Sunday, June 23, 2013
“To wit, that God was in Christ, reconciling the world unto himself, not imputing their trespasses unto them; and hath committed unto us the word of reconciliation” (2 Corinthians 5:19 KJV).
Soul salvation from everlasting hellfire is the Holy Bible’s most important doctrine, so let us be particularly careful with today’s Scripture.
Sin has separated man from God, thus necessitating reconciliation. Actually, the Greek word usually translated “reconciliation” in our King James New Testament is once rendered “atonement” in Romans 5:11. “Reconciliation” means “at–one-ment,” or “bringing two opposing parties together and making them one.”
When Jesus Christ died and shed His perfect blood, God the Father made Him a “propitiation” (Romans 3:25), a fully-satisfying payment for sin. Instead of punishing the world for their sins, God blamed Jesus Christ and made Him suffer God’s wrath instead (“not imputing their trespasses unto them;” today’s Scripture). “For he [God the Father] hath made him [Jesus Christ] to be sin for us, who knew no sin” (2 Corinthians 5:21a).
The Bible calls Jesus Christ’s finished crosswork and its merits the “atonement” (Romans 5:11), for they pay the sin debt that keeps man from fellowshipping with God. When the Bible says, “To wit, that God was in Christ, reconciling the world unto himself, not imputing their trespasses unto them; and hath committed unto us the word of reconciliation” (today’s Scripture), this reconciliation deals with the whole world, not just Christians—it involves all people, saved or lost.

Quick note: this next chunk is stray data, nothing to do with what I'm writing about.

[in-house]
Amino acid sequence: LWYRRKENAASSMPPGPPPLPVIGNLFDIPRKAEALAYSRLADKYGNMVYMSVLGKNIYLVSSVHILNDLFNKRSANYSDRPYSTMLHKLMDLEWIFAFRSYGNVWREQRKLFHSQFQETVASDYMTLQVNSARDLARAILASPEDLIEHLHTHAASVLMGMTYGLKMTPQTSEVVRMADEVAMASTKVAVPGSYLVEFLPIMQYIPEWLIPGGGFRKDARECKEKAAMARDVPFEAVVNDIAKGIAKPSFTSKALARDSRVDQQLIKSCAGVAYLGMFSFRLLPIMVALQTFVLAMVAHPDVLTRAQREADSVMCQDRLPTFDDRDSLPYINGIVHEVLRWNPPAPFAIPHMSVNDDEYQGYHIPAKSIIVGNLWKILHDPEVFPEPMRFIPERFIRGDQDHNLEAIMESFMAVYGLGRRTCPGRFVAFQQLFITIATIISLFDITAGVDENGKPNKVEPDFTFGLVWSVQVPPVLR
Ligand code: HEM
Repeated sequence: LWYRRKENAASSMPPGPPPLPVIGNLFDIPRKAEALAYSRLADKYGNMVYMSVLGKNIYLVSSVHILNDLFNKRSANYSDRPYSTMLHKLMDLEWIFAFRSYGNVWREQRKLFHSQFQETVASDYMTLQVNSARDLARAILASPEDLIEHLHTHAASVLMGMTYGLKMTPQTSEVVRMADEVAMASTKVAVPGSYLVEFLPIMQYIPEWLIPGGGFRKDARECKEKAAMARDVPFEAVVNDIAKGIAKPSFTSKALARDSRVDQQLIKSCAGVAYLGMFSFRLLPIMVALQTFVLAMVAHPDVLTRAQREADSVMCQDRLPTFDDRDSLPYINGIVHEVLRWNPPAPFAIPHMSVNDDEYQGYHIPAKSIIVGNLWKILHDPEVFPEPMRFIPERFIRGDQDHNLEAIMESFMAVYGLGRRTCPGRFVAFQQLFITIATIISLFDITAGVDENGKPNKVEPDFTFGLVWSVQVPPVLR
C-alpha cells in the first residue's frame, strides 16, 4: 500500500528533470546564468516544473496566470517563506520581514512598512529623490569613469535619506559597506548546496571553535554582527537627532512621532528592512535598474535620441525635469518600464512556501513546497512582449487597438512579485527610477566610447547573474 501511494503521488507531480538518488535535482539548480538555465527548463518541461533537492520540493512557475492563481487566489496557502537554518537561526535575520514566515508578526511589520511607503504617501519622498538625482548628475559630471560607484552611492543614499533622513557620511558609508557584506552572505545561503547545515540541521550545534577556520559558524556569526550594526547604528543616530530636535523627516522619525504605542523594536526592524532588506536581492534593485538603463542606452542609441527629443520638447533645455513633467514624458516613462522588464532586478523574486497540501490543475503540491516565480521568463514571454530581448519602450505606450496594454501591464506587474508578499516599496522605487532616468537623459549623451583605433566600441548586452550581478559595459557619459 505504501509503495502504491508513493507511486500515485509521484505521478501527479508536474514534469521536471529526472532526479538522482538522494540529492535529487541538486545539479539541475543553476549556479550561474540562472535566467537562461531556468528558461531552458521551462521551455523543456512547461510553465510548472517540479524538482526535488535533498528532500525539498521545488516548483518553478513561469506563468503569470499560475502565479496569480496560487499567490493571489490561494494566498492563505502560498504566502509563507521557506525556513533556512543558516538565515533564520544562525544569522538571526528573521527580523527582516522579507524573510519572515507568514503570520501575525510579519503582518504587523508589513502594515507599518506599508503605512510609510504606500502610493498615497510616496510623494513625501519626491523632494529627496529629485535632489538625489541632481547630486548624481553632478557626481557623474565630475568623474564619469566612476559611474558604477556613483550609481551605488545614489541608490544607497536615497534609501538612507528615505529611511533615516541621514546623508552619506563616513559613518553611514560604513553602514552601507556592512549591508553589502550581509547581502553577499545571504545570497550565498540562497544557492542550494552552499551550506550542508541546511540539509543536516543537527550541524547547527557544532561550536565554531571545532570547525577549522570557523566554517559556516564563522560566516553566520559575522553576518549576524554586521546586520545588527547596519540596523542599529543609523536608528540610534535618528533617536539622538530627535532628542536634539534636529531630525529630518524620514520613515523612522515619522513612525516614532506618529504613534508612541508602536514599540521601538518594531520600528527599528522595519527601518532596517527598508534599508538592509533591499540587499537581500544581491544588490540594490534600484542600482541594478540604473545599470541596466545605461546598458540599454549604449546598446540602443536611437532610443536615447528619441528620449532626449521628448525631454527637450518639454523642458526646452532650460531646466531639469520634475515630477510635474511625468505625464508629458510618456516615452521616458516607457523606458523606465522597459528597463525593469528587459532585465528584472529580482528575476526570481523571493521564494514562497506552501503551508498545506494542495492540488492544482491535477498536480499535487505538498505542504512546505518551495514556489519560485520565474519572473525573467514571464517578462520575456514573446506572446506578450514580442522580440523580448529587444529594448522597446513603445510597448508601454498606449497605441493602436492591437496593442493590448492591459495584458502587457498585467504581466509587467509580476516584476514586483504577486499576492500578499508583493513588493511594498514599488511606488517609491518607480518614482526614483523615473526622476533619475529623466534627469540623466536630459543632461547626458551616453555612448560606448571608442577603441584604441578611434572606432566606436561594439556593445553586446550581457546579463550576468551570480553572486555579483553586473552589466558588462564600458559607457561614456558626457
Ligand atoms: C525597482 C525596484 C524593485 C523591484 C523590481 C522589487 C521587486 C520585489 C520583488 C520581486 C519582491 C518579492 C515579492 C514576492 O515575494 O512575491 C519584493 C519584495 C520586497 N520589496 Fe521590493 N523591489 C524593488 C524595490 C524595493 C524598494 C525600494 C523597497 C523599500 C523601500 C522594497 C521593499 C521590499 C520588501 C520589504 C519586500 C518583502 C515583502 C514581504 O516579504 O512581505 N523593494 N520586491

Now, note verse 20: “Now then we are ambassadors for Christ, as though God did beseech you by us: we pray you in Christ’s stead, be ye reconciled to God.” Notice “as though God did beseech you by us”—Paul is referring to the past (notice past tense “did”), to the time when the Corinthians were lost, when he first preached to them about Jesus Christ’s finished crosswork (verse 21). Here, Paul said that although God reconciled the world to Himself (verse 19), Paul urged the Corinthians to be “reconciled to God” (verse 20)—this is the reconciliation for Christians.
Again, reconciliation needed for soul salvation is two-fold, which brings us to the doctrine of imputation….